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Getting Divorced as a Millennial

While everyone else is getting married and starting a family, I shifted the focus on myself.

Never in my dreams did I expect to get divorced at the ripe age of 26. Yep, on the cusp and beginning of my adult life, I filed for divorce. I wasn't married for just one or even three years. This was the end of a six-year marriage and an eight-year relationship.

The decision was not an easy one. I do not presume that it ever is for anyone who discovers a little too late that the relationship that they consumed themselves with is not for them. Devotion. Sacrifice. Loyalty. Friendship. Just some of the necessities of a successful marriage — at least when you're 19. These seemed easy.

I had goals — as soon as I began college — I had goals. Known to be independent by family and friends, I was so sure that I would become something big after college. I wanted to change the field of social sciences. I wanted to break out of the little city that I am from. Love got in the way. Feeling secure got in the way. My biggest risk was uprooting my goals, my way of living, myself away from my family, and moving across the country to completely devote myself to another.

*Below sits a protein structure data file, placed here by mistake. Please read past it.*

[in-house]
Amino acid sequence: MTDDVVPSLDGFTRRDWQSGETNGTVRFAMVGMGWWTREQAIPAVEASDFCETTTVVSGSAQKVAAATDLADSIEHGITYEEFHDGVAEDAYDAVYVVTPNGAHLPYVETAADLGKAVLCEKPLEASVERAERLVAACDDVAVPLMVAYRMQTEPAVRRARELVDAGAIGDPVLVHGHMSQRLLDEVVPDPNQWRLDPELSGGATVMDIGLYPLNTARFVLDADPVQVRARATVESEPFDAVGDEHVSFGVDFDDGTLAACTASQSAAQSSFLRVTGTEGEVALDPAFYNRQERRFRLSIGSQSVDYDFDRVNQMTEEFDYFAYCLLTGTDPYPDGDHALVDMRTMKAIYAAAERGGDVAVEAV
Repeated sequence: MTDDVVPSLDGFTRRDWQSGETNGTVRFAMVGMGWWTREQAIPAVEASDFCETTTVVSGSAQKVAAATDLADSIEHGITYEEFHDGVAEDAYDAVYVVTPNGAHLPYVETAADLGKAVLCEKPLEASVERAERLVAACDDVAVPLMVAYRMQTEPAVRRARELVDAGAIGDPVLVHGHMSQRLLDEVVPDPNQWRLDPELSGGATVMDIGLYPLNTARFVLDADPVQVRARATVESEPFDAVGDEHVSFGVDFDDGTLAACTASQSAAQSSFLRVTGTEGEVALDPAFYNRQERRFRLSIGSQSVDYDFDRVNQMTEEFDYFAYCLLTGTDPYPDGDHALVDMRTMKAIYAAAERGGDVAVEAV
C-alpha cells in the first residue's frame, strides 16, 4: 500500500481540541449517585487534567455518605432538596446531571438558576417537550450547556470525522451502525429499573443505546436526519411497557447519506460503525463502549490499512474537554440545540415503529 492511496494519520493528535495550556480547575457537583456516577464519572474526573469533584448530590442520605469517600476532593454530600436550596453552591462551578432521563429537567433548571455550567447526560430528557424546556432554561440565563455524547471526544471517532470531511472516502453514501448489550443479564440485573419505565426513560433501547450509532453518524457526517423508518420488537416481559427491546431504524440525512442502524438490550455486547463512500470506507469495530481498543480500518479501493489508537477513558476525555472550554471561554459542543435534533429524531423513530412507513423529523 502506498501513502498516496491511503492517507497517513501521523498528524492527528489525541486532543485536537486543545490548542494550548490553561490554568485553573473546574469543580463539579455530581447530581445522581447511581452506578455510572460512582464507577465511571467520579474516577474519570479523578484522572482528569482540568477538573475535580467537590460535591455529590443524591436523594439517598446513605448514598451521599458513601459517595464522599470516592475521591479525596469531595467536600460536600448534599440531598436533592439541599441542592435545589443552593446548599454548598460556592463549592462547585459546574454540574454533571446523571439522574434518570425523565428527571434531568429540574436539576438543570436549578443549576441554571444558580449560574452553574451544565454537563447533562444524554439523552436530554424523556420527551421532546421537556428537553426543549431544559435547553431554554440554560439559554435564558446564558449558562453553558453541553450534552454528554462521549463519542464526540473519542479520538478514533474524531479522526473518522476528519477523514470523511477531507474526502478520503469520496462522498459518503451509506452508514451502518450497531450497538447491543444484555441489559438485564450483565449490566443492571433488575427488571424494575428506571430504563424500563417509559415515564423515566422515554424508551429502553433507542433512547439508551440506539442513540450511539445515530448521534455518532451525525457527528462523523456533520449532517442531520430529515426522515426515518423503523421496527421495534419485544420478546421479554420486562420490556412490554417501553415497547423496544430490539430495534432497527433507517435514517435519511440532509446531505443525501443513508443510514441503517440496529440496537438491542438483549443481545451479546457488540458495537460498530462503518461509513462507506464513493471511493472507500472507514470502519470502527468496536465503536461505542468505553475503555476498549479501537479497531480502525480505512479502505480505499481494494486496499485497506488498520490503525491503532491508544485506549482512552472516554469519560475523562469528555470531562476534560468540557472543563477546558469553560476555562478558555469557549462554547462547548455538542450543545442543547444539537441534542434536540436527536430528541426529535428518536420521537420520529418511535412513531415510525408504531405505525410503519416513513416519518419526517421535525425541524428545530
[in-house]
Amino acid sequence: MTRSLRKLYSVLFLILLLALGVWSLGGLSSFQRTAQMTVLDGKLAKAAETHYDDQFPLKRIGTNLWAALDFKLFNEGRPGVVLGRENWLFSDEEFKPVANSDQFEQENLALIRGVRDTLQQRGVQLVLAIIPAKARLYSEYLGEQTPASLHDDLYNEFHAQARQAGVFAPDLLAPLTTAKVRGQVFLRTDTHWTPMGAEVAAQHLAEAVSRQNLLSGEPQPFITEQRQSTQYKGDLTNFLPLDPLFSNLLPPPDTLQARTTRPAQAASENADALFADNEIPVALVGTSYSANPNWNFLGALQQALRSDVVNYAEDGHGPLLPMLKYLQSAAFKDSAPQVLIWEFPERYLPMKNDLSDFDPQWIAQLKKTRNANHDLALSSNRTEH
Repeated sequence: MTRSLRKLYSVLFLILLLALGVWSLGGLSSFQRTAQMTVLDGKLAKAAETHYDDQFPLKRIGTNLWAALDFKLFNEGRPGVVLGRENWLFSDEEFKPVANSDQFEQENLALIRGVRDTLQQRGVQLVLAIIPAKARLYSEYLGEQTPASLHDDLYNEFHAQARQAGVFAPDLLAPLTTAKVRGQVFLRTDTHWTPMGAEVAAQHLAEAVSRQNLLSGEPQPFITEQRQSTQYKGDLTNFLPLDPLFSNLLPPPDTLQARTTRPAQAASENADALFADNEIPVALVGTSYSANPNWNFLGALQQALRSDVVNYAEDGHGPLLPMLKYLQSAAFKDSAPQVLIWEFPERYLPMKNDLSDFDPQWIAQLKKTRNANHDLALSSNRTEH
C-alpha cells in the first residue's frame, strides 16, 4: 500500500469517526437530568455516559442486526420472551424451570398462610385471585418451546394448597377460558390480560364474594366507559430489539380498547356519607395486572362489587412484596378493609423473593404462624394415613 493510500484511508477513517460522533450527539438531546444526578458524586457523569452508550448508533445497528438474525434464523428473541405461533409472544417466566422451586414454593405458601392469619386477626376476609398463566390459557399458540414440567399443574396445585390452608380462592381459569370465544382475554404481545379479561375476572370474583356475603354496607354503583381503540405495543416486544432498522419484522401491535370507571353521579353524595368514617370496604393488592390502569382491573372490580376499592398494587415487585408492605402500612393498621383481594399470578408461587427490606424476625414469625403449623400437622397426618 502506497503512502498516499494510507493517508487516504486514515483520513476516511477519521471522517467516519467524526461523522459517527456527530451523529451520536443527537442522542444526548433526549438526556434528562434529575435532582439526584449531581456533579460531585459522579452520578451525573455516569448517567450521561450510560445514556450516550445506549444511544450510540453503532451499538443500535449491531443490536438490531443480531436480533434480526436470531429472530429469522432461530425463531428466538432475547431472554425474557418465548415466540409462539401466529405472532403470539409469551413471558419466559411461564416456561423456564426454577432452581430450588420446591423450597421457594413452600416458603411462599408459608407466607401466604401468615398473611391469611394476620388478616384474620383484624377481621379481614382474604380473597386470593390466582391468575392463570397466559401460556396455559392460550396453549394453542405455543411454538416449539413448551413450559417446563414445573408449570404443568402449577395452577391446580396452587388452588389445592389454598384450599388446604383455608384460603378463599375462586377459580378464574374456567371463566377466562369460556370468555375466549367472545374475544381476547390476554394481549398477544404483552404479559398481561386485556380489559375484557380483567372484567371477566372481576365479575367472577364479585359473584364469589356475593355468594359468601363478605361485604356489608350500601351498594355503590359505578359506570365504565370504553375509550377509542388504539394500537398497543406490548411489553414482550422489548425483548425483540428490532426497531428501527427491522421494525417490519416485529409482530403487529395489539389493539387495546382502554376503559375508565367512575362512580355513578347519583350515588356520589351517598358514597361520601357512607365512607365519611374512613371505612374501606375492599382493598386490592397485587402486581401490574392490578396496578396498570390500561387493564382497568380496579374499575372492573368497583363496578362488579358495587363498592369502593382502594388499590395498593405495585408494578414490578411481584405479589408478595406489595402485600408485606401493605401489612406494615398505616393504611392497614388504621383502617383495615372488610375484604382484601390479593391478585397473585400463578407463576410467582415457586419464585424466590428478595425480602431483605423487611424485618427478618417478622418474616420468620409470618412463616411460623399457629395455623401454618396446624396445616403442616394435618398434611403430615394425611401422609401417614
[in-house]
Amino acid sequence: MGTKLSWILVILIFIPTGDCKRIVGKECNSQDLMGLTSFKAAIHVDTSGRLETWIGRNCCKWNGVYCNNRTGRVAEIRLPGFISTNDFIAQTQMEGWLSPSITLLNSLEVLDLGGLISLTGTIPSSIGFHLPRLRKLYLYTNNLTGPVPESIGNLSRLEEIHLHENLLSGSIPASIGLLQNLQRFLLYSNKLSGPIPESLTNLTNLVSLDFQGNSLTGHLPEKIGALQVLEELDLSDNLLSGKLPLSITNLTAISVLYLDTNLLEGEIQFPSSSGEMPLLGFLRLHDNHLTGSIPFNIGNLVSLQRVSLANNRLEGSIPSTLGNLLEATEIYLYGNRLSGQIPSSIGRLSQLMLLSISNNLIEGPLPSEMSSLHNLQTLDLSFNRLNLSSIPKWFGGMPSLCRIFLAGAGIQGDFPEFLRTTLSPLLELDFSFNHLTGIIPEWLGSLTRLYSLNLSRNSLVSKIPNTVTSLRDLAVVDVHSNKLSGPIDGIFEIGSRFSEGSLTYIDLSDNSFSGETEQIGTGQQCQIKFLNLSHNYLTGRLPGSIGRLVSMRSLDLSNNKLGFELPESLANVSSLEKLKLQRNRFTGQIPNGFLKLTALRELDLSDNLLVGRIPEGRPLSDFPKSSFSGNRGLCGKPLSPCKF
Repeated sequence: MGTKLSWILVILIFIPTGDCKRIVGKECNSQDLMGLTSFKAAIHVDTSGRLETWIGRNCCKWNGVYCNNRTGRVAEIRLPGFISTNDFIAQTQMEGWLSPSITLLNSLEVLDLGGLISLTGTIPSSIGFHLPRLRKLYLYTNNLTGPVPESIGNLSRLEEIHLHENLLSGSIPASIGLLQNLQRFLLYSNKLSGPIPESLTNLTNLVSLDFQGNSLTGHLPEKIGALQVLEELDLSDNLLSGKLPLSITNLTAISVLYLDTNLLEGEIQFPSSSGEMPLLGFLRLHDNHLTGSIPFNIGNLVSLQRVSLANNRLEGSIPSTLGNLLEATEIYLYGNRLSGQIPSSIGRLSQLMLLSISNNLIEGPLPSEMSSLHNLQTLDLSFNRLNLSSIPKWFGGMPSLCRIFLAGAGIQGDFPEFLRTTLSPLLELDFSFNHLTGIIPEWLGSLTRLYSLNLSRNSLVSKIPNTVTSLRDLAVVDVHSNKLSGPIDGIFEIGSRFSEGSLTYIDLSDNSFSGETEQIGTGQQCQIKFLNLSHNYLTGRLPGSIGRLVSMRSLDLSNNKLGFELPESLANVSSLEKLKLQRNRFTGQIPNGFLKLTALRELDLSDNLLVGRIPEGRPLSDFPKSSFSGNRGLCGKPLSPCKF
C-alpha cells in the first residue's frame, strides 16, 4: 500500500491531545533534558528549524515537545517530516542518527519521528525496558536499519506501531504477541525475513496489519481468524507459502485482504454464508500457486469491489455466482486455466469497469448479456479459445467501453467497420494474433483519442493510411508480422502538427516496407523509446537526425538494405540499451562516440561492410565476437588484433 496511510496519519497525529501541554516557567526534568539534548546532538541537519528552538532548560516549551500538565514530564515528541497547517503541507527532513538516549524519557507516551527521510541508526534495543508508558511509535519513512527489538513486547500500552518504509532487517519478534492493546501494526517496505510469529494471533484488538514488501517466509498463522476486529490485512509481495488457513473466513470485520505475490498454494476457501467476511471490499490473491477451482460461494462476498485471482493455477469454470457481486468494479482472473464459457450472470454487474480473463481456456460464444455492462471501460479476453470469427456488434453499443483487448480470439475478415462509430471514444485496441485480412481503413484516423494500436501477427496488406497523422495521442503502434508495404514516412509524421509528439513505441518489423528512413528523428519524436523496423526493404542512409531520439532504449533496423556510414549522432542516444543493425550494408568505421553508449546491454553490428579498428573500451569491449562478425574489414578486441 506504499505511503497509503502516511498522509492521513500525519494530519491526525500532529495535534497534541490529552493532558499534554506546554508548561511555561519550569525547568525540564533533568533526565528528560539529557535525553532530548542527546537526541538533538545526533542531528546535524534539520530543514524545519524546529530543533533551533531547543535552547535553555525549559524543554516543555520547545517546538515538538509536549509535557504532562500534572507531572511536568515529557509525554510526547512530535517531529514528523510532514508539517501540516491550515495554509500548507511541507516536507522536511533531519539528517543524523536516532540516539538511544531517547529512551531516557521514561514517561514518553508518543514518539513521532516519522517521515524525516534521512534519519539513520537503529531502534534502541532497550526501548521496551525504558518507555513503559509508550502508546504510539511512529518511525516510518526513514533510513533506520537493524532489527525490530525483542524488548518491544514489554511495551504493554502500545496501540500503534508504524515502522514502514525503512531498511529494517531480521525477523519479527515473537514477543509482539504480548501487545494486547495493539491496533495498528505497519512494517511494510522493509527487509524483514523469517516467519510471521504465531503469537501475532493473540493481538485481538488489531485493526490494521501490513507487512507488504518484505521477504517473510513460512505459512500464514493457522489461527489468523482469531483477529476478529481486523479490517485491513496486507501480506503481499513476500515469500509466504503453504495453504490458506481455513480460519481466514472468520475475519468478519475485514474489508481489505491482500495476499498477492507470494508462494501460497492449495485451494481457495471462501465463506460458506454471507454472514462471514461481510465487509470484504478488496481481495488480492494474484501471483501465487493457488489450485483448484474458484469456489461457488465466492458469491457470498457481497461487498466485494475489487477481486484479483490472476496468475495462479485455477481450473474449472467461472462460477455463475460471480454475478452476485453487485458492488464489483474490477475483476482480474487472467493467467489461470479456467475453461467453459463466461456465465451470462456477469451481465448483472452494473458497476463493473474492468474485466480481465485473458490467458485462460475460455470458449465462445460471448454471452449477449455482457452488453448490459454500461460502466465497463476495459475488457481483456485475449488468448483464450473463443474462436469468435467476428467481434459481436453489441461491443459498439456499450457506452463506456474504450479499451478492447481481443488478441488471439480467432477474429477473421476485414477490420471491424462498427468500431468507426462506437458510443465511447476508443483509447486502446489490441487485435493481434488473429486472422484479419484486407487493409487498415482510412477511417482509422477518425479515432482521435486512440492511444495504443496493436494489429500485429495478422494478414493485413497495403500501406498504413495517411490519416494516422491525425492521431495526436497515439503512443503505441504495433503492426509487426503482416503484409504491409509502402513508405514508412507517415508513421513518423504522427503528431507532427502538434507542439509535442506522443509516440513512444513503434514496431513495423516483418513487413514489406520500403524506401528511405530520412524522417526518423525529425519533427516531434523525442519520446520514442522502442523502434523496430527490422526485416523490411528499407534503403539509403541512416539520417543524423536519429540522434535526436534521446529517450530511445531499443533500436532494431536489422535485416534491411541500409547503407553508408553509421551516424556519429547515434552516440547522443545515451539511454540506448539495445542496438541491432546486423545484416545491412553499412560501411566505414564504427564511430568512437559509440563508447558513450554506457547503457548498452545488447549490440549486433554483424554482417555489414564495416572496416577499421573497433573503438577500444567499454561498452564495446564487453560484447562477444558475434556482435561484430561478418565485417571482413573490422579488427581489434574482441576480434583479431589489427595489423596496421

Getting Married at 19

This was my choice and mine alone. I didn't know then that I would change — I would lose myself. We got engaged in May, married in August at the city hall of Virginia Beach. He was in the military. Sure, you can presume that I got married for the benefits, for the money, to be able to travel. Well phew. I thought I had gotten married for love.

The health benefits were great. I didn't ever worry about anything medical related. The money? If you know anything about the wages of our military service members, you would know that they get paid less than minimum wage hourly — working 12-18 hours a day sometimes. It was not a life of luxury for us. Traveling? Well I have been to Japan and lived in California for about four years — but there was also three round trips back home to New Jersey, twice when he was deployed, and one moving there and another moving back.

When I Became a Part of Something Bigger

I placed my goals on hold about six months into our marriage. After finishing a terrible semester online while we moved, I decided that I couldn't go back to school. The university I was at did not have an online program for me to continue my studies — just some random courses. For three months I was out of school — only in my second year. Sure I worked. Did I love what I did at age 20-21? No. Monotonous administrative work. I enjoyed the people I worked with, but soon after I began work, I had to leave. I moved back to NJ as he went off on a deployment.

Why couldn't I stay in California? Why couldn't I hold down our fort until he returned? We wanted to save money. More of his idea over mine — but I was supportive and sacrificial.

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Getting Divorced as a Millennial
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